POLI 243 Lect Notes Jan 5-14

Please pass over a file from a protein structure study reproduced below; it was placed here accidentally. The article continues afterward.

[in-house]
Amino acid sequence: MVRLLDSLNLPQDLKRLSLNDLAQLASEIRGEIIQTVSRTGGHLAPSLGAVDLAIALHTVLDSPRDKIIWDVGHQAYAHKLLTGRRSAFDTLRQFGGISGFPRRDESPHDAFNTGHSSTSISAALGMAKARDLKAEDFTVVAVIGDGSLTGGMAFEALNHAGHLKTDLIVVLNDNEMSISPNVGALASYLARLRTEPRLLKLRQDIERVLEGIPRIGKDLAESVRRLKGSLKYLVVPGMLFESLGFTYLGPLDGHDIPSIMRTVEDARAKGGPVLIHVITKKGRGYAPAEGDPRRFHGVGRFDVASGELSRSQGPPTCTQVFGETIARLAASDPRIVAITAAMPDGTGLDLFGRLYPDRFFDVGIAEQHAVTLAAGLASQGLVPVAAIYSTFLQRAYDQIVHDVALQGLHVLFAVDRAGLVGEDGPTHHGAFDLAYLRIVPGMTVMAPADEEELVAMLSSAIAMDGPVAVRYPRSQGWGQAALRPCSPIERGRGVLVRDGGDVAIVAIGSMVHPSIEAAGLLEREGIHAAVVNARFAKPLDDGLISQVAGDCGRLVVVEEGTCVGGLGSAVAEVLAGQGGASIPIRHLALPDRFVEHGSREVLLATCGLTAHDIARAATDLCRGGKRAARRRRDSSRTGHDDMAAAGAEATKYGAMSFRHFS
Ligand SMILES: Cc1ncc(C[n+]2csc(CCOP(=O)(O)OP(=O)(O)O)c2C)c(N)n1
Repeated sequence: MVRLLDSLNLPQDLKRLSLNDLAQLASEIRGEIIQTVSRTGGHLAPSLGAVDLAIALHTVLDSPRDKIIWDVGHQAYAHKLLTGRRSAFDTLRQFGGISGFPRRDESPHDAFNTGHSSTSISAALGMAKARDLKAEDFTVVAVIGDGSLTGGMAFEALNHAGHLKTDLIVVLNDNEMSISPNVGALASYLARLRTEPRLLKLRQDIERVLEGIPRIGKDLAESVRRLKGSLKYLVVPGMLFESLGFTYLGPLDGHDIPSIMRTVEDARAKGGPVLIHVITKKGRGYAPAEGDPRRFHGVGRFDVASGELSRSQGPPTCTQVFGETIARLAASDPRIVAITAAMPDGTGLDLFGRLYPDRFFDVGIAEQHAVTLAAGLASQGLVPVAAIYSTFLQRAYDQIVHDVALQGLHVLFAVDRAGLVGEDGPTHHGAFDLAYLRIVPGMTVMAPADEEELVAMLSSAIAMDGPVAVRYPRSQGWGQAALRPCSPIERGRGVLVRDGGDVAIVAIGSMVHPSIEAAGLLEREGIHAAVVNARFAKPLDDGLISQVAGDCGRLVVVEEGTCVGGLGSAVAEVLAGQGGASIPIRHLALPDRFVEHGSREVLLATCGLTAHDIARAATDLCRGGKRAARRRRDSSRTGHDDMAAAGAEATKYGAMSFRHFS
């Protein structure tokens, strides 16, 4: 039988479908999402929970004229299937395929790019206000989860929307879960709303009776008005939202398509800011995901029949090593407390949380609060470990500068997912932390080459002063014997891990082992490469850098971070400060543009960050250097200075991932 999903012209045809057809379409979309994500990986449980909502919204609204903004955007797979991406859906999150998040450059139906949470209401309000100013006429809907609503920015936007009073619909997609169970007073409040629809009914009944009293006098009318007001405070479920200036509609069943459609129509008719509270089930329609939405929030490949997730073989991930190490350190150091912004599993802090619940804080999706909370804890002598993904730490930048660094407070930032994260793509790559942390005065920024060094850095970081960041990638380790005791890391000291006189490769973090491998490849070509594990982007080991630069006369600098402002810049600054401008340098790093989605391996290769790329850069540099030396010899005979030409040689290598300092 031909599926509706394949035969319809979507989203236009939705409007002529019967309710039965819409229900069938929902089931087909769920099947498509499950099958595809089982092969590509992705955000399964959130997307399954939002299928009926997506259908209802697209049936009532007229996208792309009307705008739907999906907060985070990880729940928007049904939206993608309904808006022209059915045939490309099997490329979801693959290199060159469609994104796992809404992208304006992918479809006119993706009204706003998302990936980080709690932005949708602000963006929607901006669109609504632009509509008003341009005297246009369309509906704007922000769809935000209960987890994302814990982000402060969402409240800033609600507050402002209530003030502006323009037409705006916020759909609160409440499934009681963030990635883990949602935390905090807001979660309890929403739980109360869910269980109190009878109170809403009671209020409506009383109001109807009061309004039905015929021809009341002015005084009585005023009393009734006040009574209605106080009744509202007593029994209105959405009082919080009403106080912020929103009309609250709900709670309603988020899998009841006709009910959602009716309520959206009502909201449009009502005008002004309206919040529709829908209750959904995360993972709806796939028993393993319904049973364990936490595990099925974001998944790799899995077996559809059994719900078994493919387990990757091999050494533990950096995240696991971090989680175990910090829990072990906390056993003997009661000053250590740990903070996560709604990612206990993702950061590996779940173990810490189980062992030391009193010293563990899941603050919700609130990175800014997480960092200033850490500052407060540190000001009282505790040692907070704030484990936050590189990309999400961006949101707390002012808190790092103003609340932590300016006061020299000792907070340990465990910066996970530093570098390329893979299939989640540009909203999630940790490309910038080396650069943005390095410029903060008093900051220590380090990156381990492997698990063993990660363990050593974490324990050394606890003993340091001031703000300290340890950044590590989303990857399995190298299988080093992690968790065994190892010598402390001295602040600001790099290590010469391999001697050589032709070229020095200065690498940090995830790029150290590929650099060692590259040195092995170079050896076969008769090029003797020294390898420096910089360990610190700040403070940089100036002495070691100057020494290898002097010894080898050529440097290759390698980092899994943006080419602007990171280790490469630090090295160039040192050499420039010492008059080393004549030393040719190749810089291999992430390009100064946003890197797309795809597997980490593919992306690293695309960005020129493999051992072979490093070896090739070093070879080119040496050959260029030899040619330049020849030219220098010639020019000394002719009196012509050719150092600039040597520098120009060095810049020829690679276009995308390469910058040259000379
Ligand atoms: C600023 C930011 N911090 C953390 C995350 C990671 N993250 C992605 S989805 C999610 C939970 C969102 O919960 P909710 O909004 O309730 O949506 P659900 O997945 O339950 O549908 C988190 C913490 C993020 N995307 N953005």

POLI 243 Lect Notes Jan 5-14 - Poli 243 – Wednesday...